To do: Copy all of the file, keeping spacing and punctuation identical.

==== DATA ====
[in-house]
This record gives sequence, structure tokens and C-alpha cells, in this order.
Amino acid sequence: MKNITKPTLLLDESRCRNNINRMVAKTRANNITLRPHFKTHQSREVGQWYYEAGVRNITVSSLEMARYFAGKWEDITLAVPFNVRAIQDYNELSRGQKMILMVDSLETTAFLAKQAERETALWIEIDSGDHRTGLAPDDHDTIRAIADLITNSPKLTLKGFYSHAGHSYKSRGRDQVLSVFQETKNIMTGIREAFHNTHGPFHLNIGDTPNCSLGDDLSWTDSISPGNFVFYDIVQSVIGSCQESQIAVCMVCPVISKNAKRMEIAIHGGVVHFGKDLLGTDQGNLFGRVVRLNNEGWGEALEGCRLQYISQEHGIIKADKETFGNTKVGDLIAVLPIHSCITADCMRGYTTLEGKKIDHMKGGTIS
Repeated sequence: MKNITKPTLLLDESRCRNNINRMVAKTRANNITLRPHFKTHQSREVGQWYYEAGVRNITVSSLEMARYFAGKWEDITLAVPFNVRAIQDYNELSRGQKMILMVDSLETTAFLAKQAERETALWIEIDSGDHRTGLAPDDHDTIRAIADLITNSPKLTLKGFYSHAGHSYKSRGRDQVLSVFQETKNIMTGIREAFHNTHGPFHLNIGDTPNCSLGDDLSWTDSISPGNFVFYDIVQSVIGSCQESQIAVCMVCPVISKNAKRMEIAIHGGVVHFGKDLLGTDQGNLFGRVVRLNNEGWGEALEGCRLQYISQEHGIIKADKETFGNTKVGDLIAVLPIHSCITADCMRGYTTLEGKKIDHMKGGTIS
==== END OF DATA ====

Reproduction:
[in-house]
This record gives sequence, structure tokens and C-alpha cells, in this order.
Amino acid sequence: MKNITKPTLLLDESRCRNNINRMVAKTRANNITLRPHFKTHQSREVGQWYYEAGVRNITVSSLEMARYFAGKWEDITLAVPFNVRAIQDYNELSRGQKMILMVDSLETTAFLAKQAERETALWIEIDSGDHRTGLAPDDHDTIRAIADLITNSPKLTLKGFYSHAGHSYKSRGRDQVLSVFQETKNIMTGIREAFHNTHGPFHLNIGDTPNCSLGDDLSWTDSISPGNFVFYDIVQSVIGSCQESQIAVCMVCPVISKNAKRMEIAIHGGVVHFGKDLLGTDQGNLFGRVVRLNNEGWGEALEGCRLQYISQEHGIIKADKETFGNTKVGDLIAVLPIHSCITADCMRGYTTLEGKKIDHMKGGTIS
Repeated sequence: MKNITKPTLLLDESRCRNNINRMVAKTRANNITLRPHFKTHQSREVGQWYYEAGVRNITVSSLEMARYFAGKWEDITLAVPFNVRAIQDYNELSRGQKMILMVDSLETTAFLAKQAERETALWIEIDSGDHRTGLAPDDHDTIRAIADLITNSPKLTLKGFYSHAGHSYKSRGRDQVLSVFQETKNIMTGIREAFHNTHGPFHLNIGDTPNCSLGDDLSWTDSISPGNFVFYDIVQSVIGSCQESQIAVCMVCPVISKNAKRMEIAIHGGVVHFGKDLLGTDQGNLFGRVVRLNNEGWGEALEGCRLQYISQEHGIIKADKETFGNTKVGDLIAVLPIHSCITADCMRGYTTLEGKKIDHMKGGTIS